Monday, April 29, 2013

Projects In The Works

I heard from a friend the other day wondering if I was still blogging about my chair making and woodworking.  Yes I am, but obviously I am not doing a very good job of it.  I get so involved in the project at hand that I totally space out on making posts about it.  So this is to catch-up on what I have been doing.

My wife and I agreed we wanted to try a different color milk paint on the Continuous Arm Windsor.  This also afforded me the opportunity to try General Finishes Milk Paint for the first time.  I am doing a two color painting, still going for a mottled look, similar to the black over red I have used on my other chairs.  The first coat, pictured above, is Federal Blue.  This will be covered with a darker Coastal Blue wash coat.  Because I am using two shades of blue, I doubt the mottled appearance will be as dramatic as the black over red.  I will post more pictures in my next post (it won't be in a month I promise) along with my thoughts on the GF milk paint. 

One of the projects on my "Honey-Do-List" is a proper bed frame for our new Sleep Number Bed.  The material is from an Ash tree that had been blown over when a tropical storm had come through our area a few years back.  The tree yielded just shy of 1000 bd. ft. of beautiful material.  This tree has provided the material for my bench, shave horse, a Welsh Stick Chair and now the king size bed and two night stands, yet to be started.  It will be interesting to see just how much furniture I will be able to make from just this one tree.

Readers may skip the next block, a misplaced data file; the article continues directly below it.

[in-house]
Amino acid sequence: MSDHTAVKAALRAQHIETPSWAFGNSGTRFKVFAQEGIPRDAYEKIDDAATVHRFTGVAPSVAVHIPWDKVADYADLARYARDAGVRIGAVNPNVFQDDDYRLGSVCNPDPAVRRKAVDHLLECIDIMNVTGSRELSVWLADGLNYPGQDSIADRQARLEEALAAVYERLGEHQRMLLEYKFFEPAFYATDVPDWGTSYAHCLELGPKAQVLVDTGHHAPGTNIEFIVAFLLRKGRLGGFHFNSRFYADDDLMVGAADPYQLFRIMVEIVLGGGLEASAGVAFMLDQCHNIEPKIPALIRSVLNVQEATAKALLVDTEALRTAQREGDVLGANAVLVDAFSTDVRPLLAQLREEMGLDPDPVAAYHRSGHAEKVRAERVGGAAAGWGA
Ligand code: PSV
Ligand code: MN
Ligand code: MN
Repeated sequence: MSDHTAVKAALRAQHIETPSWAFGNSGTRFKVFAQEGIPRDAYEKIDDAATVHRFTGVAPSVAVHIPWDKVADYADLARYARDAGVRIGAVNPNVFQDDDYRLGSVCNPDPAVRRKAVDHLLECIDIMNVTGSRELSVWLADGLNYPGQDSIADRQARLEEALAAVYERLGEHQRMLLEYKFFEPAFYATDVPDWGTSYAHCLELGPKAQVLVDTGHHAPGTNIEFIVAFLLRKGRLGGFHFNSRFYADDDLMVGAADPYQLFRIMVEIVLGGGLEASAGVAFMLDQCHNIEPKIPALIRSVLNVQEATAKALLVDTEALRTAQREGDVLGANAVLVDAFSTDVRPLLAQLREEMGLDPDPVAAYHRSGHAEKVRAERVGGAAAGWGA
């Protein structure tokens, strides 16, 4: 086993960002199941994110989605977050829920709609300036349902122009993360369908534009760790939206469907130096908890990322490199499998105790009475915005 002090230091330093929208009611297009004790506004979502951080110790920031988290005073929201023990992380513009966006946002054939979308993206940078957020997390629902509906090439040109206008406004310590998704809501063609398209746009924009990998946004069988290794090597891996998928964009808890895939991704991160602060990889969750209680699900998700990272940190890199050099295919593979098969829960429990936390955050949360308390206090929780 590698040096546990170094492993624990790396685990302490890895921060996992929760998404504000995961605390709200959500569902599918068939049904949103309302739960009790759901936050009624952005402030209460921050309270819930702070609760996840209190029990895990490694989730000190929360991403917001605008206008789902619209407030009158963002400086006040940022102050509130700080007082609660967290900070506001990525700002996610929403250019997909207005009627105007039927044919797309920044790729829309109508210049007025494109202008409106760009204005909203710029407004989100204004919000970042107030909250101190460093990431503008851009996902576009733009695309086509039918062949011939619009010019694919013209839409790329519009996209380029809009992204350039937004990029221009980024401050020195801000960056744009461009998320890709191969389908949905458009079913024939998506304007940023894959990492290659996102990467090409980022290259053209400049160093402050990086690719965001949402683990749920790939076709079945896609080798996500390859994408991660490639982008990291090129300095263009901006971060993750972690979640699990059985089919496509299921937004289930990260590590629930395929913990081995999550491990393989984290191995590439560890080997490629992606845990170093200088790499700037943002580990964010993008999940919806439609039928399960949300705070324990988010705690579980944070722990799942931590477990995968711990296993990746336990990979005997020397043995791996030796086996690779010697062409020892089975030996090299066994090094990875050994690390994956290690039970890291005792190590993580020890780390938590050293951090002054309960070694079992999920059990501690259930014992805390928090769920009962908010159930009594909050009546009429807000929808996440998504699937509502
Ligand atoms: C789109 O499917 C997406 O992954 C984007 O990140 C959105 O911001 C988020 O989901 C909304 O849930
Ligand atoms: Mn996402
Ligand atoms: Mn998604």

The two pictures above are the dry fitting and glue-up of the head and foot board.  I did not have material wide enough for the panels so I re-sawed the material then did the glue up.  I wanted to have an interesting, but not overwhelming, flow of the grain pattern from one panel to the next.

The glue up is almost complete.  All that is left to do is install the top boards and prep the side boards for hardware.  Then I will do one last dry fit/assembly to ensure everything is copacetic before applying the finish.  By the way Ash is a heavy wood and it is going to be an adventure getting this headboard upstairs.  Ready the ibuprofen! 

~ Ray Schwanenberger

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